Hepatocellular carcinoma (HCC) is a major health problem worldwide. Currently, the only chance for obtaining a cure in patients with HCC is by either a surgical resection or liver transplantation.
However, many HCCs with scattered tumors cannot be operated on. In such patients, effective alternative therapies need to be discovered in order to treat patients in the early stages of this disease.
An article to be published on 28 October in the World Journal of Gastroenterology proposes a new target for therapy. A study was conducted by Dr. Satoshi Mamori, of Jikei University, in which he evaluated tumor biopsies in order to confirm the diagnosis of HCC.
The immunohistochemical expression of survivin in liver tumor specimens obtained from 17 patients was studied. In addition, to determine the survivin expression in response to anti-cancer drugs in early stage HCC, the survivin expression was determined after treating HCC cells with anti-cancer drugs under hypoxic culture conditions.
Survivin is a member of a family of inhibitors of apoptosis protein (IAP), which has been implicated in both the control of cell division and the inhibition of apoptosis. Survivin is selectively expressed in most common human neoplasms and it also appears to be involved in tumor cell resistance to some anticancer agents and ionizing radiation. Several preclinical studies have demonstrated a down-regulation of the survivin expression/function by the use of anti-sense oligonucleotide, dominant negative mutants, ribozymes, small interfering RNAs and cyclin-dependent kinase inhibitors to increase the rate of apoptosis, while also reducing the tumor growth potential and sensitized tumor cells to various chemotherapeutic drugs and ƒ×-irradiation using both in vitro and in vivo models of various types of human tumors.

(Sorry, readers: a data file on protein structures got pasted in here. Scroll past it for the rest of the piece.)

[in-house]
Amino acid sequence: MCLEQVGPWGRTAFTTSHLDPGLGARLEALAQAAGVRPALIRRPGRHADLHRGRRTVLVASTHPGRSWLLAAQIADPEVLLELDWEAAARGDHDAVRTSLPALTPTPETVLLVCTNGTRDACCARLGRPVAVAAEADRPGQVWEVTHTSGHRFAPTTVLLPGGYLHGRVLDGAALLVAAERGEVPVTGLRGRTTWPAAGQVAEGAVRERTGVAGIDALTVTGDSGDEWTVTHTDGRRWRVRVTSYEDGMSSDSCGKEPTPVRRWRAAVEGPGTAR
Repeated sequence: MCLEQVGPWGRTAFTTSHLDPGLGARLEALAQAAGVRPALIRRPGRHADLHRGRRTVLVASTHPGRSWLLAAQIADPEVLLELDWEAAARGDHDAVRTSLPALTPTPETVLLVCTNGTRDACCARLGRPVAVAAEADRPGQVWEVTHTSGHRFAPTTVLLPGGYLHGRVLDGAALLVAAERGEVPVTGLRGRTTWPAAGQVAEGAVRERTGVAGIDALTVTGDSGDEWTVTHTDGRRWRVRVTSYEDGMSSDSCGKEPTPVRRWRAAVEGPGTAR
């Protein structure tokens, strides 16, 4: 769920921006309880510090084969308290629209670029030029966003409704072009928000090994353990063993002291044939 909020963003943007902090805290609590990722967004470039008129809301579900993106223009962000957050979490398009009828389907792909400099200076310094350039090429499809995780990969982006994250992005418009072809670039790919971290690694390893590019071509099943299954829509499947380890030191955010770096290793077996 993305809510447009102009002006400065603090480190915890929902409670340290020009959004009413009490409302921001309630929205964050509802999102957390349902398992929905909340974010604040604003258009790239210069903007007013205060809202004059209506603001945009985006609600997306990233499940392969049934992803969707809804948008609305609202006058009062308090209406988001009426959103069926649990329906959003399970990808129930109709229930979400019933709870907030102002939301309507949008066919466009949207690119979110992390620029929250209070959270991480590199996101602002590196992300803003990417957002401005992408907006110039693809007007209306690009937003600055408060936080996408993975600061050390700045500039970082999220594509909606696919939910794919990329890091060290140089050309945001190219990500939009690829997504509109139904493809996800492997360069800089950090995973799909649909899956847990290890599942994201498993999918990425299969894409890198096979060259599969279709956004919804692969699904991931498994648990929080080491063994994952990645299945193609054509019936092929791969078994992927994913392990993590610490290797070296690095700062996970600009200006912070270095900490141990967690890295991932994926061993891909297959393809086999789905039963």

The results and conclusions demonstrated survivin protein to be expressed in 64.7% of the cells in early HCC specimens (median). In early stage HCC with a tumor size > 10 mm, the expression rate ranged for 67.7 to 83.7%. Moreover, the survivin protein concentration in HCC cells increased with a combination of hypoxia and anti cancer drugs. With TACE, the conditions of hypoxia are maintained by embolisation over a long period of time. Therefore, this study suggests that survivin could be used as a potential useful therapeutic target for early HCC.